Native social capital: The case of Hawaiian sovereignty and Ka Lahui Hawaii

  • Haunani-Kay Trask
Chapter

Abstract

On January 17, 1993, over 15,000 Hawaiians and their supporters marched through Honolulu to the palace of their ancient chiefs to commemorate and protest the American overthrow of the Hawaiian Kingdom a century earlier. Solemn and traditional, the chanting throng included infants and great-grandparents, Natives and non-Natives, politicians, curious tourists, and dozens of news reporters from the United States and the Pacific Rim. By most reckonings, the ‘sovereignty’ march was the largest of its kind in modern Hawaiian history (Honolulu Advertiser, January 18, 1993; Honolulu Star-Bulletin, January 18, 1993).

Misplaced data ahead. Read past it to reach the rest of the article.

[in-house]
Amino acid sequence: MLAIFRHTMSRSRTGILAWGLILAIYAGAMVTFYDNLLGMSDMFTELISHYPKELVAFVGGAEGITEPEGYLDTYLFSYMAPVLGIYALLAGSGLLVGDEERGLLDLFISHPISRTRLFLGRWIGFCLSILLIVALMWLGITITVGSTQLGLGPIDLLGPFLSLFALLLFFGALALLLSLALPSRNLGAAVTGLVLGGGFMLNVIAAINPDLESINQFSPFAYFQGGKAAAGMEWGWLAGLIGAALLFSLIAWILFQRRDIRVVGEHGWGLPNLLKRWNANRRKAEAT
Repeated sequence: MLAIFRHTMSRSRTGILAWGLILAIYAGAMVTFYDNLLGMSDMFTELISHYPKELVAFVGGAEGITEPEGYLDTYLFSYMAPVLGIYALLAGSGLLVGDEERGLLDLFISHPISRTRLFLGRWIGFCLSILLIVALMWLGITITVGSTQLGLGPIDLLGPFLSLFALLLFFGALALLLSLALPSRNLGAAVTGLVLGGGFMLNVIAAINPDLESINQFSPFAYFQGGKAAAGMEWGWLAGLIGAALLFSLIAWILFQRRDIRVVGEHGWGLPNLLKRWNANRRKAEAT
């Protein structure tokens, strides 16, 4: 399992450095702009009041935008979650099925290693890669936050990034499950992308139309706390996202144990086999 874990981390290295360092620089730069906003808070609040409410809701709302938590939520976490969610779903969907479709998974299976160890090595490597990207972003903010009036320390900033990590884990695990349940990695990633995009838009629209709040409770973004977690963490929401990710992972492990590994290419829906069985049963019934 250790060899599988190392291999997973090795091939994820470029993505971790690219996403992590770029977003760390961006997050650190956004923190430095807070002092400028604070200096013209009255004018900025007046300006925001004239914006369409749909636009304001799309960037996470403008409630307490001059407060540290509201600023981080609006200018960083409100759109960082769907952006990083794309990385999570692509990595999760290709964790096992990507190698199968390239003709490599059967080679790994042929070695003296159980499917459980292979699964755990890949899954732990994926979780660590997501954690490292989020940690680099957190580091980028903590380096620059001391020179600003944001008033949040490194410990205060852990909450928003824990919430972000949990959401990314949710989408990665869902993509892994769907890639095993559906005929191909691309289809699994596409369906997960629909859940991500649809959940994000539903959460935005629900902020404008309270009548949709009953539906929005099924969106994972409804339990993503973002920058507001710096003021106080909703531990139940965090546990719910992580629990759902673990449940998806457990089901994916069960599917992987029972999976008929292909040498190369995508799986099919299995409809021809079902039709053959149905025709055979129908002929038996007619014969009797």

Keywords

Social Capital Native People Trust Land Constitutional Convention American Military 
These keywords were added by machine and not by the authors. This process is experimental and the keywords may be updated as the learning algorithm improves.

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Copyright information

© Springer Science+Business Media Dordrecht 2001

Authors and Affiliations

  • Haunani-Kay Trask
    • 1
  1. 1.Hawaiian StudiesUniversity of Hawaii at ManoaUSA

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